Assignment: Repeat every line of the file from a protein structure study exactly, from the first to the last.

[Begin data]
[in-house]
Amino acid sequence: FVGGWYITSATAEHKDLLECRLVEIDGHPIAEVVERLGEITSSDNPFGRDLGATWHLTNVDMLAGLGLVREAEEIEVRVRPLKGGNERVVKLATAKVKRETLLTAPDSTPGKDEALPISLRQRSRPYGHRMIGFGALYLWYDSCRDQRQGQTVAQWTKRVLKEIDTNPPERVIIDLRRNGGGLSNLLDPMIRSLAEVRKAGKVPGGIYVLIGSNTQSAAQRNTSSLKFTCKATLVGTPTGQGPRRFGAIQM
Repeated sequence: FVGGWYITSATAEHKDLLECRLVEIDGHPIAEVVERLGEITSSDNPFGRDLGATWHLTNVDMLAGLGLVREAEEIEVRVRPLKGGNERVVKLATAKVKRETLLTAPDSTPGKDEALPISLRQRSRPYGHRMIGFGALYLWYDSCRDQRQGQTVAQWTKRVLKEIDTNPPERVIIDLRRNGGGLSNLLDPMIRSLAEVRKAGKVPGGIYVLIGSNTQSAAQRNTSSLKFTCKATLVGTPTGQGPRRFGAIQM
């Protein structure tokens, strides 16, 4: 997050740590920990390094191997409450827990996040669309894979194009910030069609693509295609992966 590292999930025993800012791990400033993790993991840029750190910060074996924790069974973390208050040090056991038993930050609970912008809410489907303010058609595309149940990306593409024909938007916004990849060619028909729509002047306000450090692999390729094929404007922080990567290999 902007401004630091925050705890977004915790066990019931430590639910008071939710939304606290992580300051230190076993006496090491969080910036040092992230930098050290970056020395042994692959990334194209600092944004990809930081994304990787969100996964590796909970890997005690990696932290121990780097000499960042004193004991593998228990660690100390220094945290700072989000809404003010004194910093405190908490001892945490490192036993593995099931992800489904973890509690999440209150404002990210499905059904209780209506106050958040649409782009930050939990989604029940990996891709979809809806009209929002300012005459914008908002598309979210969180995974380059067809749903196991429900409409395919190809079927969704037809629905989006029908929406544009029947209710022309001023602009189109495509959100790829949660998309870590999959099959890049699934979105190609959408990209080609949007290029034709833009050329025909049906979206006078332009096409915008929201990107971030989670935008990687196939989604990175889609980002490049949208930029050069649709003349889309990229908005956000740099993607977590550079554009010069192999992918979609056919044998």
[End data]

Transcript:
[in-house]
Amino acid sequence: FVGGWYITSATAEHKDLLECRLVEIDGHPIAEVVERLGEITSSDNPFGRDLGATWHLTNVDMLAGLGLVREAEEIEVRVRPLKGGNERVVKLATAKVKRETLLTAPDSTPGKDEALPISLRQRSRPYGHRMIGFGALYLWYDSCRDQRQGQTVAQWTKRVLKEIDTNPPERVIIDLRRNGGGLSNLLDPMIRSLAEVRKAGKVPGGIYVLIGSNTQSAAQRNTSSLKFTCKATLVGTPTGQGPRRFGAIQM
Repeated sequence: FVGGWYITSATAEHKDLLECRLVEIDGHPIAEVVERLGEITSSDNPFGRDLGATWHLTNVDMLAGLGLVREAEEIEVRVRPLKGGNERVVKLATAKVKRETLLTAPDSTPGKDEALPISLRQRSRPYGHRMIGFGALYLWYDSCRDQRQGQTVAQWTKRVLKEIDTNPPERVIIDLRRNGGGLSNLLDPMIRSLAEVRKAGKVPGGIYVLIGSNTQSAAQRNTSSLKFTCKATLVGTPTGQGPRRFGAIQM
């Protein structure tokens, strides 16, 4: 997050740590920990390094191997409450827990996040669309894979194009910030069609693509295609992966 590292999930025993800012791990400033993790993991840029750190910060074996924790069974973390208050040090056991038993930050609970912008809410489907303010058609595309149940990306593409024909938007916004990849060619028909729509002047306000450090692999390729094929404007922080990567290999 902007401004630091925050705890977004915790066990019931430590639910008071939710939304606290992580300051230190076993006496090491969080910036040092992230930098050290970056020395042994692959990334194209600092944004990809930081994304990787969100996964590796909970890997005690990696932290121990780097000499960042004193004991593998228990660690100390220094945290700072989000809404003010004194910093405190908490001892945490490192036993593995099931992800489904973890509690999440209150404002990210499905059904209780209506106050958040649409782009930050939990989604029940990996891709979809809806009209929002300012005459914008908002598309979210969180995974380059067809749903196991429900409409395919190809079927969704037809629905989006029908929406544009029947209710022309001023602009189109495509959100790829949660998309870590999959099959890049699934979105190609959408990209080609949007290029034709833009050329025909049906979206006078332009096409915008929201990107971030989670935008990687196939989604990175889609980002490049949208930029050069649709003349889309990229908005956000740099993607977590550079554009010069192999992918979609056919044998």